Though that original Caerrow tree was destroyed in the battle, wood from it went into standard poles for the flag of the 454th, and into a stock for its Syrnol’s Grifkis Double. Unlike other weapons of this type, this Grifkis is passed from commander to commander of the 454th, rather than from father to son. The song “Come Ye Then to Shade” has become synonymous with the quar of the stalwart 454th.
Some of the greatest acts of courage on the battlefield are not committed by heroic officers or famous catrawds, but by quar who find themselves pressed into extraordinary circumstances.
In Crusade Year 5, the 2nd Tok Guards were deployed to Maer Braech to fight the Grand Army of Kings. With the 2nd Guards were several Militia and Line Catrawds serving as flank and reserve forces. The Rynwyllet Militia, native to Kryst, were deployed as the left-most part of the brigade.
Two Catrawds of Royal Maer Braech Foot counterattacked the Rynwyllet Militia. These were veteran forces, well-equipped and rested, and the Rynwyllet Militia were conscripts under fire for the first time. The militia doggedly resisted charge after charge, but unfamiliar with the land and new to combat, they were isolated from the rest of the Tokish brigade. Though isolated, they found and occupied an old fortified manor, and there formed a pocket of resistance which lasted for days, through attacks by armor and infantry.
Every morning the Maer Braech commanders would gaze through their telescopes and see the militia’s simple flag flying over the ruined farmhouse. Finally, heavy artillery was brought up and pounded the position until the manor was completely destroyed. The next morning, incredibly, a makeshift flag was still flying in the ruins. Infantry were sent to mop up. The sight that met their eyes was almost beyond belief.
A few barely-living survivors of the Rynwyllet Militia were still alive in the ruins, but were unable to resist. At the base of the last flag of the Rynwyllet Militia was a single dead quar. He had removed his ID tags and all personal effects, choosing anonymous death to preserve his Catrawd’s glory. His remains were respectfully removed and returned to Rynwyllet, shrouded in that last flag of the Rynwyllet Militia.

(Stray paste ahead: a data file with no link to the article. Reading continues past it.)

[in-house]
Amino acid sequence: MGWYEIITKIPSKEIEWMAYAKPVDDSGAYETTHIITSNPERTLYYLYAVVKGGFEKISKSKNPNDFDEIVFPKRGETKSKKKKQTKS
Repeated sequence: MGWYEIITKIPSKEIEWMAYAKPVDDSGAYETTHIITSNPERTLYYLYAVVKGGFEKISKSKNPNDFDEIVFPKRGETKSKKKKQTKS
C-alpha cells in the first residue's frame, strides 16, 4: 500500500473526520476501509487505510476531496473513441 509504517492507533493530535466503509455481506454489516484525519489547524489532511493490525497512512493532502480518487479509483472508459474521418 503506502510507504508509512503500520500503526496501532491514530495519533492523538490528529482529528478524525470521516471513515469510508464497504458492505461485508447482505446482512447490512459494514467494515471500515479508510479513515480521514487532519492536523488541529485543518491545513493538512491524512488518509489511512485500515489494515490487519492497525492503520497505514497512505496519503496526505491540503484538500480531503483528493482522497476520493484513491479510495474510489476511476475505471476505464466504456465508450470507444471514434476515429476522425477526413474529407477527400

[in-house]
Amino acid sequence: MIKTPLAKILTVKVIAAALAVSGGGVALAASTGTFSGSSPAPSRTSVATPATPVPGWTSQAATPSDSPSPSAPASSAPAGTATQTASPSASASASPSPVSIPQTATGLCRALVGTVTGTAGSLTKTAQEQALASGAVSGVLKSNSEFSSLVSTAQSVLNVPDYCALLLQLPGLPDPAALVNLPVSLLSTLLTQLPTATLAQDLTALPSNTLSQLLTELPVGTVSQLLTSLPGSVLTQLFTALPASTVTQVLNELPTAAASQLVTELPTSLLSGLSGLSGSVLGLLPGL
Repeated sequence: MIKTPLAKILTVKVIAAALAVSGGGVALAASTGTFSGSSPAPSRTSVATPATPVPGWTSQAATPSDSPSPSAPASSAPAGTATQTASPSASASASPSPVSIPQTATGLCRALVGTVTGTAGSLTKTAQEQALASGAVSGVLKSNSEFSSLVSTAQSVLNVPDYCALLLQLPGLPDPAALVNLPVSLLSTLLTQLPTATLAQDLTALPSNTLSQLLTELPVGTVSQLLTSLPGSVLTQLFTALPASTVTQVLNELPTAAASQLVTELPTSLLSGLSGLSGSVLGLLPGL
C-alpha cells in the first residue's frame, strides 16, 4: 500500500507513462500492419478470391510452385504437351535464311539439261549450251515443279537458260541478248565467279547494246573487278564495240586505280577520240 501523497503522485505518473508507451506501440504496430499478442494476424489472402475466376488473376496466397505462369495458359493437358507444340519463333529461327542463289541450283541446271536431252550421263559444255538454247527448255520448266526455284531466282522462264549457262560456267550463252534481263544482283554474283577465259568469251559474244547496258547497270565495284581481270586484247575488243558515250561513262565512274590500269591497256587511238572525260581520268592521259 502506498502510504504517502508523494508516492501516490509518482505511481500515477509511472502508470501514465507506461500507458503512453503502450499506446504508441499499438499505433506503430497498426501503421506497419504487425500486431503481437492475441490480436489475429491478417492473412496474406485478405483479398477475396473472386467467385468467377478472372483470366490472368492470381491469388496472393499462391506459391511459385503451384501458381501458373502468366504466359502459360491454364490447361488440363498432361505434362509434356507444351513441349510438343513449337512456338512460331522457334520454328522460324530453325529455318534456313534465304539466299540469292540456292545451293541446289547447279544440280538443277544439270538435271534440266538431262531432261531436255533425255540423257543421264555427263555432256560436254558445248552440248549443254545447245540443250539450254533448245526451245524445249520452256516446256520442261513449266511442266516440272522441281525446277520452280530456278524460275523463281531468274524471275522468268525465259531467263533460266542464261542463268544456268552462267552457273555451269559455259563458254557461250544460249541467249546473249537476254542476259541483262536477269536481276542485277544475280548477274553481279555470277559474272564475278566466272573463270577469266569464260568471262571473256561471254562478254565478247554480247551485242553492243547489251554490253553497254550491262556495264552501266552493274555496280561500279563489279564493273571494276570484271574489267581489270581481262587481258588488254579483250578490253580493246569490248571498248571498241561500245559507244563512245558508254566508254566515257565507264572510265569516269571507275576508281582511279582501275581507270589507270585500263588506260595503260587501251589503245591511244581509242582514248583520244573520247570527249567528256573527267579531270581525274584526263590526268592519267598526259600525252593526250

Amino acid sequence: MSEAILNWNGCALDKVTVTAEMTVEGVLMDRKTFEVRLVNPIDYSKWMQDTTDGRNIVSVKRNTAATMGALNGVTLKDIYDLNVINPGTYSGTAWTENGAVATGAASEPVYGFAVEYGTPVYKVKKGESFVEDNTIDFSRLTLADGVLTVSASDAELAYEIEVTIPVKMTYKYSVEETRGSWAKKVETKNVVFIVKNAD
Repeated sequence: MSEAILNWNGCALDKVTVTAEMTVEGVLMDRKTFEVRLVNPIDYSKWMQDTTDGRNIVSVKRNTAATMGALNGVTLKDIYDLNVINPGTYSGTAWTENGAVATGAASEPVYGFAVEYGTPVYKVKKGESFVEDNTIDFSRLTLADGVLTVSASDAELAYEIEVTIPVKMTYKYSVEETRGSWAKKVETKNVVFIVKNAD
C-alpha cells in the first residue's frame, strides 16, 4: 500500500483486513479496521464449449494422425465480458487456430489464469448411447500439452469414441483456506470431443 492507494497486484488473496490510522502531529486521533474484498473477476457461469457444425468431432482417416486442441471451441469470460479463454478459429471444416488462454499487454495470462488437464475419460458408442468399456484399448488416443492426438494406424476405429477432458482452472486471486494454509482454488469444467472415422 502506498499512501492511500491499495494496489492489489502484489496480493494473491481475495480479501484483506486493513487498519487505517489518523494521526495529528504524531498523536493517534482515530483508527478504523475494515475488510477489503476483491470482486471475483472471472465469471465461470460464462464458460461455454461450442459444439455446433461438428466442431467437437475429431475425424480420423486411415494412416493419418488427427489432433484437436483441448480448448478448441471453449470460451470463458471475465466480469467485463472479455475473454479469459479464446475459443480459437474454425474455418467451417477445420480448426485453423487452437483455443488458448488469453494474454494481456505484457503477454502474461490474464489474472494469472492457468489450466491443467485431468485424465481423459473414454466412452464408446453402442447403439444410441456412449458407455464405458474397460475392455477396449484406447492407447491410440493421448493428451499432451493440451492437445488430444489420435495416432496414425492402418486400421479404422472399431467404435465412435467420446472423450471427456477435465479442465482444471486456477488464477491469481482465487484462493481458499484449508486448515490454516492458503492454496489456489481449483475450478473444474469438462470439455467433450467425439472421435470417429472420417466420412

105th Light Infantry “Pride of Yan Yarlugh”
Conscription is seldom a happy time in the city-states of the Quar, but most families comply with stoic dignity and hopes that their sons will return safely – and if not safely, then with their honor intact. At the time the 105th Catrawd was conscripted from the small city-state of Yan Yarlugh, there was little to distinguish them from the other light infantry raised at that time.
In their first battle, the 105th were sent over the top and badly mauled by well-entrenched defenders. After falling back, they discovered that their Catrawd banner had been lost. The next morning, it could be seen flying upside-down over a strongpoint in the enemy trenches. It was a disheartening, dishonoring blow to the young 105th.
But some members of the 105th would not bear this insult. Their Catrawd flag had been hand-made by the families of the soldiers, to remind them of their home when far away. Every stitch had been laid by someone’s mother, sister, sweetheart, or daughter, and it was their lasting, visible link to their families. As night fell, a small detachment of raiders slipped out of the line and moved quietly across the no-quars land. They had succeeded in getting as far as the flagpole when an alarm was sounded. Flares lit up the night sky, and the defending machineguns began blindly raking the area.
The rest of the 105th could see the detachment by light of the flares, cutting down their captured flag and racing back towards the lines, but machineguns cut down one after another of the bold soldiers. With a roar, the remainder of the 105th found their courage and came out of the trenches, boldly racing to rescue their comrades. The rescue turned into a counter-attack, and by sunrise, the flag of the 105th flew over the newly-occupied strong point, this time right-side up. Henceforth the soldiers of the 105th could march with their heads high, knowing they had preserved the honor of Yan Yarlugh.